I can't believe there are only 22 days until Thanksgiving. That went by pretty quickly. It just goes to say how important it is to keep some sort of a journal or blog because life keeps on going whether we record it or not. With only 4 people left to highlight for my challenge, I hope to finish before Thanksgiving 2012 if my capabilities of getting on the internet permits.
Many of you know that I am a feminist to the core. That being said, I am a feminist who believes men and women are made equal with different talents and capabilities. Eva Burrows eloquently said, “We have to be careful in this era of radical feminism, not to emphasize an equality of the sexes that leads women to imitate men to prove their equality. To be equal does not mean you have to be the same.”
I love that quote because it is exactly how I feel as a stay-at-home mother who happens to be a Mormon feminist at the same time. Why, may you ask, is it so important I share this when we live in an age when a woman can do just about anything? Well, because sexism is still rampant around the world and I believe women are in some ways shown less respect now than ever before in some of our mainstream media. Although women are cast in more powerful roles today, there is still this perception that most women are similar to the ones in reality TV shows like The Bachelor: fake, foolish, and feisty. They are portrayed as sex symbols rather than symbols of intelligence, nurturance, and virtue. They make women everywhere needlessly worry more and more about their body image and whether or not they’re fit and fashionable; they confuse women about the reality of beauty, real beauty, not the kind that is just skin deep and can be fixed by Botox or with the click of a mouse. I’ve noticed even women in highly powerful positions—doctors, FBI agents, lawyers, and so forth—have to have the sex appeal added to their intelligence. This, I believe, is taking generations of women in the wrong direction, and it’s sexism at its finest. It’s not saying, “Hey, I am proud to be me without all of the cover-up, style, and glamour.” Of course, the prevalence of pornography addictions which objectify women more and more in these degrading, fake roles only make the cycle continue to worsen as men bully their wives to look more like the facades they are so used to viewing, and women grow more and more depressed because they do not look like their media counterparts.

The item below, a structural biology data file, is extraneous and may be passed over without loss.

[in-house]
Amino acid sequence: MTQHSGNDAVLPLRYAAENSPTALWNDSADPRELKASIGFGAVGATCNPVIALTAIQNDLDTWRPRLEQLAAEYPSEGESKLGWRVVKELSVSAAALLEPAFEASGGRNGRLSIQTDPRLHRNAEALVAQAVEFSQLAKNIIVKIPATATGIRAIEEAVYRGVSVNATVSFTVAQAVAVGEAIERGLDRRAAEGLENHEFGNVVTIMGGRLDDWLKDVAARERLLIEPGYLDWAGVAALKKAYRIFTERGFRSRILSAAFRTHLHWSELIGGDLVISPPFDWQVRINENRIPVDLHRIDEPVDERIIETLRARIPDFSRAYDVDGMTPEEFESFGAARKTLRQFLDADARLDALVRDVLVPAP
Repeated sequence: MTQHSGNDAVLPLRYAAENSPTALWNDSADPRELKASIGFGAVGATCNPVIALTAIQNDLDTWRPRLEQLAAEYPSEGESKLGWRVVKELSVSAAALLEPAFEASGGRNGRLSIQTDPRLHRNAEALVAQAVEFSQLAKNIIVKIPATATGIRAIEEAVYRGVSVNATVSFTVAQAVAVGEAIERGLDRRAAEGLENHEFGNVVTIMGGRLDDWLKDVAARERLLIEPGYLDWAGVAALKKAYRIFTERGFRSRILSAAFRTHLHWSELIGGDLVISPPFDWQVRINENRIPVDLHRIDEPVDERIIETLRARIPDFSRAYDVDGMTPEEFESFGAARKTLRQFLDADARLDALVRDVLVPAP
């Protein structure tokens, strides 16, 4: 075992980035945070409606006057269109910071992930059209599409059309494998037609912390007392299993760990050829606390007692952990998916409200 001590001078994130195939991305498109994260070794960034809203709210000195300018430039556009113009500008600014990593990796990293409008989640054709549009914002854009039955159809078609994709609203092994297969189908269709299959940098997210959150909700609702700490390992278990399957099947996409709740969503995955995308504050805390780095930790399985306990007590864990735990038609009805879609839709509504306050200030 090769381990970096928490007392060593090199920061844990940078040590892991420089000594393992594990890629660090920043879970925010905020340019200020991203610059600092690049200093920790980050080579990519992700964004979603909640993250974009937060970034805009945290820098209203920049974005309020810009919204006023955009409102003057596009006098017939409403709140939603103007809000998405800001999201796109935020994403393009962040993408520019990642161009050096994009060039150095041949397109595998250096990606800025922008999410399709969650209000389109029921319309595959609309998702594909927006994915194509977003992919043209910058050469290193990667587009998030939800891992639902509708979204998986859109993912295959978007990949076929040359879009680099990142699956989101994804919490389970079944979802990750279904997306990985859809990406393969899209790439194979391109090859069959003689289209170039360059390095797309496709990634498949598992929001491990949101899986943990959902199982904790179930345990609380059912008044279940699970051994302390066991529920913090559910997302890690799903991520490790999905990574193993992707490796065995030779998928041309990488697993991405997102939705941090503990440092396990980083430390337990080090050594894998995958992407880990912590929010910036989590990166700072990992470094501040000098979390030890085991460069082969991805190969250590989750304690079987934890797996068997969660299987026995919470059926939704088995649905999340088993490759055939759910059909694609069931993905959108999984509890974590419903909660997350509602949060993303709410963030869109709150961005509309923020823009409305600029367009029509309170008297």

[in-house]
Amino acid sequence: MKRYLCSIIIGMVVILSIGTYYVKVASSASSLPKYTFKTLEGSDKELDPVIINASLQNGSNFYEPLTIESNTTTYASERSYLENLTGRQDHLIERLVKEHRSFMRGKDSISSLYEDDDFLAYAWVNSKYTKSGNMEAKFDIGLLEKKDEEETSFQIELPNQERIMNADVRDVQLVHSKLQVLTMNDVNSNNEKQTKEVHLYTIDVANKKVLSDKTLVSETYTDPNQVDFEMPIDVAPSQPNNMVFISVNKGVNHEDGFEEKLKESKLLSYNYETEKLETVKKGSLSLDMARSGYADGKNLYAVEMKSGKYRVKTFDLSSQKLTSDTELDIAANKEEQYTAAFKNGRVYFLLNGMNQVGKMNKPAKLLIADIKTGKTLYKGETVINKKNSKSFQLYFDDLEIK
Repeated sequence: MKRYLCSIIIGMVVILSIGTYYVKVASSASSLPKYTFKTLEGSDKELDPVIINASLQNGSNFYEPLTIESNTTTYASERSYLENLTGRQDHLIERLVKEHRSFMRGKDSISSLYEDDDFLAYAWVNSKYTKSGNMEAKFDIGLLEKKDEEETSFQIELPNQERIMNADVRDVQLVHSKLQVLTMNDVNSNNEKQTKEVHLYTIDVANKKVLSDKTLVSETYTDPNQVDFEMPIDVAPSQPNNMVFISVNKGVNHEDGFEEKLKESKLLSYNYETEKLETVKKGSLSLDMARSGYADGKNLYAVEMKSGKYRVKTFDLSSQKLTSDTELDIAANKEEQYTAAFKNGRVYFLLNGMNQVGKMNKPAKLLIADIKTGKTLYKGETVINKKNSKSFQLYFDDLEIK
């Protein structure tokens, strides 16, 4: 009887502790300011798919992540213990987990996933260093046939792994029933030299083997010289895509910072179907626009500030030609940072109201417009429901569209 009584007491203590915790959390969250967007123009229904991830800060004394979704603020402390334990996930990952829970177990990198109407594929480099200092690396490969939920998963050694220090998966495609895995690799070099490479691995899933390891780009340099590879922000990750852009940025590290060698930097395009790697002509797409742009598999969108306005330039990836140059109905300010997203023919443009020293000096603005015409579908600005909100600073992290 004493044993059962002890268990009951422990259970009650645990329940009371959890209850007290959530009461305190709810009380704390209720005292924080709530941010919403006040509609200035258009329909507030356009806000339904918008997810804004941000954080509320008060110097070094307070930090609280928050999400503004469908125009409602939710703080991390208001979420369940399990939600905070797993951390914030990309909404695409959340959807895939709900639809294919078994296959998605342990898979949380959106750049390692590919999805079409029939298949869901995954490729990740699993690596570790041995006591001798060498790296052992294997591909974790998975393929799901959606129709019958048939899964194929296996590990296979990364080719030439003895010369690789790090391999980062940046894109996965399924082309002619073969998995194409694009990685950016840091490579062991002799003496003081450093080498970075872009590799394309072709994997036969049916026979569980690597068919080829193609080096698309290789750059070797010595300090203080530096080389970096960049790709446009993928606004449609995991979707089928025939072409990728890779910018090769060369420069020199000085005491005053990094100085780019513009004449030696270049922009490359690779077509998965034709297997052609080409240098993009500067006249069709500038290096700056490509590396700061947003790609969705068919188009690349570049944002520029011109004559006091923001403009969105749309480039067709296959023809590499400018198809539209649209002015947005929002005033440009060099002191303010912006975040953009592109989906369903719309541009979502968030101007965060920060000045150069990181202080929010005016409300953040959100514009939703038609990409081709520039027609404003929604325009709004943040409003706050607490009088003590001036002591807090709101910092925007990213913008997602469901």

I love how Susan Douglas puts it, “Young women today are pulled between the message that they can do or be anything they want, that the world is their oyster [and that] full female equality has been achieved—and, on the other hand, there is enormous pressure to conform to this hyper-feminine ideal of hotness and beauty.”
I’ll be the first to admit that it is hard to fight against that pressure to conform, but we must stand up to it and say, “Hey, I can be beautiful by just being me, a healthy me.”
This is why I wanted to add to my grateful list twin sisters who began another woman’s suffrage persay by redefining beauty. Their names are Lexie Kite and Lindsay Kite and you can find their website here: www.beautyredefined.net. A friend whom I deeply admire, Candace Woodbury, is on Lexie and Lindsay’s team to fight an ever growing battle of the definition of beauty.
Before Candace told me about this movement, I had a different idea of what beauty looked like and I felt I was not it. When John would look at me and say, “Honey, you are so gorgeous, really you are.” I would be upset with him because I felt like he was lying to me. The more I read Lexie and Lindsay’s blog, the more I realized that John was right and that I am beauty redefined, and it’s more than okay to be comfortable just being me. Which, I am still in the process of discovering.
Anyways, thanks to all on the Beauty Redefined team, your non-profit work is much like Elizabeth Cady Stanton’s speech at Seneca Falls. I hope and pray it will go down in history and women can stop the fake madness and redefine beauty, which is essentially redefining womanhood.